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Journal of the Ghana Science Association

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Chlorophyll-A concentrations in relation to water quality and trophic status in the Weija reservoir from 2005 – 2008

H.F Darko, O.D Ansa-Asare

Abstract


The Weija Reservoir has a high algal content which has posed water quality problems in the reservoir for a long time. Chlorophyll-a has been determined in water samples from the surface (0–10 cm) of the Weija Reservoir, collected at 3 different sites in the Reservoir from 2005 to 2008 at bi-monthly intervals. Chlorophyll-a concentrations were measured to determine its impact on the water quality of the reservoir, assess levels of eutrophication in the reservoir, and suggest ways of mitigating pollution in the reservoir. Chlorophyll-a concentrations in the reservoir were found to be high, ranging from 1.00 – 7.46 mg/m3 in 2005, 8.75 – 114 mg/m3 in 2006, 2.69 – 60.7 mg/m3 in 2007, and 18.4 – 106 mg/m3 in 2008, respectively. The values indicate high algal biomass in the reservoir since water bodies with low levels of nutrients (e.g. oligotrophic lakes) have low levels of chlorophyll-a (< 2.5 mg/m3) whereas waters with high nutrient contents (especially those classed as eutrophic) have high levels of chlorophyll-a (5-140 mg/m3). These levels of chlorophyll-a were then used to determine the trophic status of the Weija Reservoir. Indications are that the Weija Reservoir is a hypereutrophic lake. Chlorophyll-a concentrations showed positive correlation with Total Phosphate (r = 0.21), but negative correlation with ammonium concentrations (r = -0.24). Chlorophyll-A concentrations also showed moderately high correlations with DO (r = 0.54), TSS (r = 0.60), and COD (r = 0.60), at the 95 % level. The high chlorophyll-a concentrations could impair the aesthetic values as well as contaminate the reservoir waters, and this may be one of the reasons why water from the Weija Reservoir has unpalatable taste, consequently, compounding the high cost of potable water production at Weija.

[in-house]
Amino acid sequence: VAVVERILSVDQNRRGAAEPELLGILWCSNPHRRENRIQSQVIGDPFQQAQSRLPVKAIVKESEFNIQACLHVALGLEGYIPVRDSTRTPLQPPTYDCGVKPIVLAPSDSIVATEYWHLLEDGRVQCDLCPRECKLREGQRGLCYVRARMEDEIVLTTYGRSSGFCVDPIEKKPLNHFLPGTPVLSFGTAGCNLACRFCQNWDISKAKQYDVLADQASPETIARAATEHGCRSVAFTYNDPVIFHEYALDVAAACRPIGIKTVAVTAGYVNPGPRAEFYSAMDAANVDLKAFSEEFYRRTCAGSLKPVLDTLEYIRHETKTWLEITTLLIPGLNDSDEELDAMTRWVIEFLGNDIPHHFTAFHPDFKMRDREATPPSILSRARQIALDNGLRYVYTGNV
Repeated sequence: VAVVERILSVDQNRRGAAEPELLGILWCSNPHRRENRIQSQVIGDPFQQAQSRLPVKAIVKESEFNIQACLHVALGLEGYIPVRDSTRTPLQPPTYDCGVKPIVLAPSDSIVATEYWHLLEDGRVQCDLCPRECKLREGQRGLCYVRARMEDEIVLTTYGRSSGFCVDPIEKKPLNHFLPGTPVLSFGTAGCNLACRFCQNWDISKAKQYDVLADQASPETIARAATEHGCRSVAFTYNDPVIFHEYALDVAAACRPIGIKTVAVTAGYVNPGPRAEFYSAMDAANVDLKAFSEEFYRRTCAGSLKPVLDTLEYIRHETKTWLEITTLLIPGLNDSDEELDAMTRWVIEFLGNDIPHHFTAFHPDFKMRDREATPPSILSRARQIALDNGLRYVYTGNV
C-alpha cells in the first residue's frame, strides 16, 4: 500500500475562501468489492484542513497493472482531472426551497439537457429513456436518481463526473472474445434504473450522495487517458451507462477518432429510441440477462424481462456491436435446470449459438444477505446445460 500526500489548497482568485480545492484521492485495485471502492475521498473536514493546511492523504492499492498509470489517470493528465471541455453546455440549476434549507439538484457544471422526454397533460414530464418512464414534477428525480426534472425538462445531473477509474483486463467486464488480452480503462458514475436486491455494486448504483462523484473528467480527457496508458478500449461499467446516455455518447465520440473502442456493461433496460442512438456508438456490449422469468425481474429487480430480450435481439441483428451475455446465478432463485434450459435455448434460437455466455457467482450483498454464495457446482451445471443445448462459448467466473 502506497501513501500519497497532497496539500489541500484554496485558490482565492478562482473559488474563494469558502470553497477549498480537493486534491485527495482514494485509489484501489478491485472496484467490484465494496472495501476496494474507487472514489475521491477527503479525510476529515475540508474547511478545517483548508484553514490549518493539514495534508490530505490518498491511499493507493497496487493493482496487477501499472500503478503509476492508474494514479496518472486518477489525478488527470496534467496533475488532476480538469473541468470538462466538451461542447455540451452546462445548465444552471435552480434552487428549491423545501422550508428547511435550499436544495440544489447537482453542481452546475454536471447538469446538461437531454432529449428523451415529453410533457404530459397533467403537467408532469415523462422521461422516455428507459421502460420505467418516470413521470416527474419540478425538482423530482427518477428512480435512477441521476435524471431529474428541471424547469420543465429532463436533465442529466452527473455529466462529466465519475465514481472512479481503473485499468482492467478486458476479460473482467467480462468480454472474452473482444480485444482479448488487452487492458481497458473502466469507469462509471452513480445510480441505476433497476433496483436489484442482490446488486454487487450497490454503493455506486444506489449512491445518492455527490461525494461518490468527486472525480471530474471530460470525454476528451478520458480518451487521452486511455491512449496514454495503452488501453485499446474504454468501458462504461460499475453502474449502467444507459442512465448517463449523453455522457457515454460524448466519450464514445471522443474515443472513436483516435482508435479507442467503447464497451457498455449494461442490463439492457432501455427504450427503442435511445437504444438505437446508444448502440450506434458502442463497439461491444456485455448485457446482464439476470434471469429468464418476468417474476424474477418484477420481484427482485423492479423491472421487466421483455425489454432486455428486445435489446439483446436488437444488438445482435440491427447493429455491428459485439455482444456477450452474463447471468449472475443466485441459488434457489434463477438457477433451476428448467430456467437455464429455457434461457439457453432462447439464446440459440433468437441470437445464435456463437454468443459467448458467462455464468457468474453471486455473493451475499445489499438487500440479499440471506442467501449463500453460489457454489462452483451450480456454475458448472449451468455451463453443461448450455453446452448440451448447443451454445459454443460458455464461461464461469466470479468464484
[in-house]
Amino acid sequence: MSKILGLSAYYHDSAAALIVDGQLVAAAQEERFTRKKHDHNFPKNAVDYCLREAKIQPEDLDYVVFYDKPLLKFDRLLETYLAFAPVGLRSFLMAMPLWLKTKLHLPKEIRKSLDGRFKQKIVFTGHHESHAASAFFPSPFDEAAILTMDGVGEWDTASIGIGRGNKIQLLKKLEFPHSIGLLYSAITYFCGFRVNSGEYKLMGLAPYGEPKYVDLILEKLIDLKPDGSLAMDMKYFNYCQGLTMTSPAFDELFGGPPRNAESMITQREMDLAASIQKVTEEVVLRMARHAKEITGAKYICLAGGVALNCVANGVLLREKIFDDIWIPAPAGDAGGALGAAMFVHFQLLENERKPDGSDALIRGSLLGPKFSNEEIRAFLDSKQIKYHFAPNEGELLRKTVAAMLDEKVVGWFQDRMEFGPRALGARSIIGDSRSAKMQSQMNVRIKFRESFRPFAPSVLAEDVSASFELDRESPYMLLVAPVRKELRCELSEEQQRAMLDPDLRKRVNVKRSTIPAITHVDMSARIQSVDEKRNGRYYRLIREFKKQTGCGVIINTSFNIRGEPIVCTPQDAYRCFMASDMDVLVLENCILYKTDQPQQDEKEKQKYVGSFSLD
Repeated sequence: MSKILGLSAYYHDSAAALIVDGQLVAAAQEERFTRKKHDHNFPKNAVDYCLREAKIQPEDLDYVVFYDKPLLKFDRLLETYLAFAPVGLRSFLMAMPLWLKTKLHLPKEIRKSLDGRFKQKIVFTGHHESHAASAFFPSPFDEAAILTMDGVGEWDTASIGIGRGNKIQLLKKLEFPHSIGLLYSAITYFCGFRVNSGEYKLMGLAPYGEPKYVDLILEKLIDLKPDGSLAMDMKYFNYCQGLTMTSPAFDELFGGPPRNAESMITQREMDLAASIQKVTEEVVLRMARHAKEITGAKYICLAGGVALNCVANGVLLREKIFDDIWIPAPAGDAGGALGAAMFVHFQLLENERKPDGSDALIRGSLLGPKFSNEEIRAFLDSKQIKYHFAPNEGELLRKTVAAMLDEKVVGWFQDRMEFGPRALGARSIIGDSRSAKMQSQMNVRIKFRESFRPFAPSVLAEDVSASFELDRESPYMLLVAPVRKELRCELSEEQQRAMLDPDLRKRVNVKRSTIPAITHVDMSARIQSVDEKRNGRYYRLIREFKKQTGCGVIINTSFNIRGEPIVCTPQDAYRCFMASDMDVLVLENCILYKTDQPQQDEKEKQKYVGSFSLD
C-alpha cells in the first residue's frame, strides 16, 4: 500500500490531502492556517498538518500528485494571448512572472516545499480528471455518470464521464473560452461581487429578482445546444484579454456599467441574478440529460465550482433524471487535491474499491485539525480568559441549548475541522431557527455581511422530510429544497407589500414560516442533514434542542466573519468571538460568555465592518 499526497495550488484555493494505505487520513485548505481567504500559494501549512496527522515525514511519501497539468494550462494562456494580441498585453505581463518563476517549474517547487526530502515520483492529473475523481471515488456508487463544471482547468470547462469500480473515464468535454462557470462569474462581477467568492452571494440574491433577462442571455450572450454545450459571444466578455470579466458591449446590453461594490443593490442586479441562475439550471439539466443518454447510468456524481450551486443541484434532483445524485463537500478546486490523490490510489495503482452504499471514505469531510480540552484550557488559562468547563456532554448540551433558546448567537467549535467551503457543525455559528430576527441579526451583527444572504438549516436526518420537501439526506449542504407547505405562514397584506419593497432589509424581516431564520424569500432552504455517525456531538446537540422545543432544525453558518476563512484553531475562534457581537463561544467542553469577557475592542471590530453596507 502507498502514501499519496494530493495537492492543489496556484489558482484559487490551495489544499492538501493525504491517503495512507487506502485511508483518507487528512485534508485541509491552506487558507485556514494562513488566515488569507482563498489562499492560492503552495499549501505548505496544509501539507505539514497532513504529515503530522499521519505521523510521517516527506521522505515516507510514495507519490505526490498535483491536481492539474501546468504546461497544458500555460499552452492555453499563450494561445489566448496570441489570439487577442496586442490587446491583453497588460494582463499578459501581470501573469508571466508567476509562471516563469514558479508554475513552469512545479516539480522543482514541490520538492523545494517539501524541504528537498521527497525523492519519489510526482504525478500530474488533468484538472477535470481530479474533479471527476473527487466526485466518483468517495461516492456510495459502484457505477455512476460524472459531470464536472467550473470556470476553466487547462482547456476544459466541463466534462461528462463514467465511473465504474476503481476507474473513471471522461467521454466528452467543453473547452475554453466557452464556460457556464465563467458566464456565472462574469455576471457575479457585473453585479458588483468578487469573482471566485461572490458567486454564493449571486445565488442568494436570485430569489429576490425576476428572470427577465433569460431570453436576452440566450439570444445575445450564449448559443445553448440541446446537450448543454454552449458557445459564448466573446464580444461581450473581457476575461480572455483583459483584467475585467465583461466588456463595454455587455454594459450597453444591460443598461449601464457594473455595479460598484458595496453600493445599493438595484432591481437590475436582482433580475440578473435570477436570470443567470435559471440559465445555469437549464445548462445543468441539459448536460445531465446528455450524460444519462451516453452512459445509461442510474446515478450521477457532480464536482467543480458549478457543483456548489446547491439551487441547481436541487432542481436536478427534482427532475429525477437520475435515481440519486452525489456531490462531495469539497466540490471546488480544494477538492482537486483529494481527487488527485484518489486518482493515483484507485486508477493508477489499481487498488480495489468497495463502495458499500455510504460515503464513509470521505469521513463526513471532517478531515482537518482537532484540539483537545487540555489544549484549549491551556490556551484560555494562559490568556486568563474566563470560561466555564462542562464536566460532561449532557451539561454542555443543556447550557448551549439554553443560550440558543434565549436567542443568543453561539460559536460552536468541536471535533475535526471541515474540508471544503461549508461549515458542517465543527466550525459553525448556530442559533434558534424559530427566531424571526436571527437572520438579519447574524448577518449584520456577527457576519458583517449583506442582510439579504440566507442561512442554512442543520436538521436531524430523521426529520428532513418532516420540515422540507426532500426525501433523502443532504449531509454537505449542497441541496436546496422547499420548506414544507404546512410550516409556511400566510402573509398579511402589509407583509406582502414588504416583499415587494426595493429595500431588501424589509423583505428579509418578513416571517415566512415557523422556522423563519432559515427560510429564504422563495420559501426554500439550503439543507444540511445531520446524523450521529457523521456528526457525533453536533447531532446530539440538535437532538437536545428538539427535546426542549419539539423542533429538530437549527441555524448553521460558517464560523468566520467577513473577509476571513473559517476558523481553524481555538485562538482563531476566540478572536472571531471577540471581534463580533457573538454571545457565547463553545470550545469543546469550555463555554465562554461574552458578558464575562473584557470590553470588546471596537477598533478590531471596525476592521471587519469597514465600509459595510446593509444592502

http://dx.doi.org/10.4314/jgsa.v11i2.50935
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